An Open Letter to President Obama
from Ron Sider
Congratulations. You ran a brilliant campaign. Many Americans agreed with your call for change. And you have moved decisively to develop a strong gifted team for the next four years. Our prayers are with you.
You certainly need prayer. You do not need me to tell you that you have a nearly impossible task. Globally, you must oversee two wars in a world where US prestige is at an all-time low. A global environmental crisis has cried out for urgent, costly attention for more than a decade. You need to fix a domestic health care system with 47 million Americans uninsured and costs escalating at an unsustainable pace. There is growing poverty and a dangerously widening gap between the rich and poor in the richest nation in history. All that, plus the most severe global economic collapse since the great depression. Yes, we can—and must—pray for you.
Given this cauldron of problems, we don't ask for miracles. We know you cannot meet all the unrealistic expectations that many have.
But we do think you can bring significant change even in this horrendous situation. Recent failures have helped people understand that the status quo is not working. You can use your outstanding oratorical skills to build a majority committed to wise, bold policy improvements. Even people like myself, too old to be naive and utopian, nonetheless have high expectations. And we intend to hold you accountable to your promises.
Let's start with poor Americans. About 36 million Americans already fall below the poverty line. The respected Center for Budget and Policy Priorities recently estimated that the recession may push another six to eight million Americans into poverty. During the campaign, you publicly embraced the goal of cutting domestic poverty in half in ten years. It is also true that neither you nor Senator McCain said a word about poverty or the poor in 270 minutes of Presidential debates. It was safer, politically, to talk about the middle class.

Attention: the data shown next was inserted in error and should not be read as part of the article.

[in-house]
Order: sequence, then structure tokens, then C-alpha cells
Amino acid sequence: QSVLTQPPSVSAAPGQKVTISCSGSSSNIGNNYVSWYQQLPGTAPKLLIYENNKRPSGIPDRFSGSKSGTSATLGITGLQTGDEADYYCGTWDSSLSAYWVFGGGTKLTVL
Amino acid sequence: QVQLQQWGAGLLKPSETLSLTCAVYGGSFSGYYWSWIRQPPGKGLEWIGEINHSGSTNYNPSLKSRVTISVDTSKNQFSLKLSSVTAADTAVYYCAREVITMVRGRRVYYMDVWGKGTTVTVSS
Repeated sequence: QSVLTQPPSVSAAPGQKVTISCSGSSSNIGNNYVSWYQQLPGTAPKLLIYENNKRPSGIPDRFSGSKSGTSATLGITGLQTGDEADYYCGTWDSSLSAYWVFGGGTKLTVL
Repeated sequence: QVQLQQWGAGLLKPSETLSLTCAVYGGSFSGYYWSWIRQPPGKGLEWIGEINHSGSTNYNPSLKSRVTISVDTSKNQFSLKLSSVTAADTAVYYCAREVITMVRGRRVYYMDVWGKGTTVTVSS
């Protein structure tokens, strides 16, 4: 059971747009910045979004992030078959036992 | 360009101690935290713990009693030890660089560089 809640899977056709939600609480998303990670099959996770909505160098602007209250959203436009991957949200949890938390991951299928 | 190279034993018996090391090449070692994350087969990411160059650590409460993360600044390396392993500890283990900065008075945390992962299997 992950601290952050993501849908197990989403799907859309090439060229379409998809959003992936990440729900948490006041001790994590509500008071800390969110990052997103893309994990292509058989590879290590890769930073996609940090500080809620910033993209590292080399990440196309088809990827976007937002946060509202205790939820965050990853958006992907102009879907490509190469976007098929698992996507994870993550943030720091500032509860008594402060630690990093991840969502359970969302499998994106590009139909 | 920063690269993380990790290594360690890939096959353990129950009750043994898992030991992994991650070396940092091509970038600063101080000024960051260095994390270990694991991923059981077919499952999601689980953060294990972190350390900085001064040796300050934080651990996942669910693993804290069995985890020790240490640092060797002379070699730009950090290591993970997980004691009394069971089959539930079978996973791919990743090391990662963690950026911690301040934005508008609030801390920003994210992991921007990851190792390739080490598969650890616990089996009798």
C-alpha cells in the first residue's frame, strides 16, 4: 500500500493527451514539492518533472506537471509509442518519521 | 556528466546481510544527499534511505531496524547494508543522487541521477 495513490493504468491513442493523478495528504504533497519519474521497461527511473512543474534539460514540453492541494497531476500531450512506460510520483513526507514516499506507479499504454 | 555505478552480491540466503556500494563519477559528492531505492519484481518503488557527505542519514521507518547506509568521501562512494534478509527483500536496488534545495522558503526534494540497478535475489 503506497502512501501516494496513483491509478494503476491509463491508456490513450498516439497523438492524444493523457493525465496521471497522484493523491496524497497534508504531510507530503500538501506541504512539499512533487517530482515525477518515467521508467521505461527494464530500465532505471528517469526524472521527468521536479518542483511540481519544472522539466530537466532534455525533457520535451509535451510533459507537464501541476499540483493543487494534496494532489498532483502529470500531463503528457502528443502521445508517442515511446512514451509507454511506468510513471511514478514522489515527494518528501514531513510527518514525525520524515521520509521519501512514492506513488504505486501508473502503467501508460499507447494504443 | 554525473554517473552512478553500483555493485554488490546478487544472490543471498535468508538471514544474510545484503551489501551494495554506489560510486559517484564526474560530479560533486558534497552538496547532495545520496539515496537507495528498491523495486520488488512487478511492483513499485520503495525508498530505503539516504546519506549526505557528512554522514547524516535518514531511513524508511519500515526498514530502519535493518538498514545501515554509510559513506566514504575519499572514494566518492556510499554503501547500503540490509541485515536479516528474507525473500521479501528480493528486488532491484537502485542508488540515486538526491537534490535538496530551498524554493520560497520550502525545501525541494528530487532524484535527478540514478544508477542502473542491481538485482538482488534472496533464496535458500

But you know as a community organizer in South Chicago that poverty devastates the lives of tens of millions of Americans. You know as a Christian that God measures societies by what they do to the people at the bottom. So yes, work hard to get the economy back on track. But make sure that you measure every proposal by what it does to the poorest. Please, right from the beginning, include substantial programs that empower the poorest 20 percent and 40 percent. And, early in the first year, spell out concretely how you plan to cut poverty in half in ten years.
Morally, it is simply unacceptable for the richest nation in history to have 47 million uninsured people with no guarantee of adequate health care. We cannot wait another four years for dramatic changes to correct that. It would be immoral to solve Wall Street's problems by postponing health care coverage for poor working families. Within the first six months, unveil your proposals to get us to universal coverage and promptly initiate vigorous steps in that direction.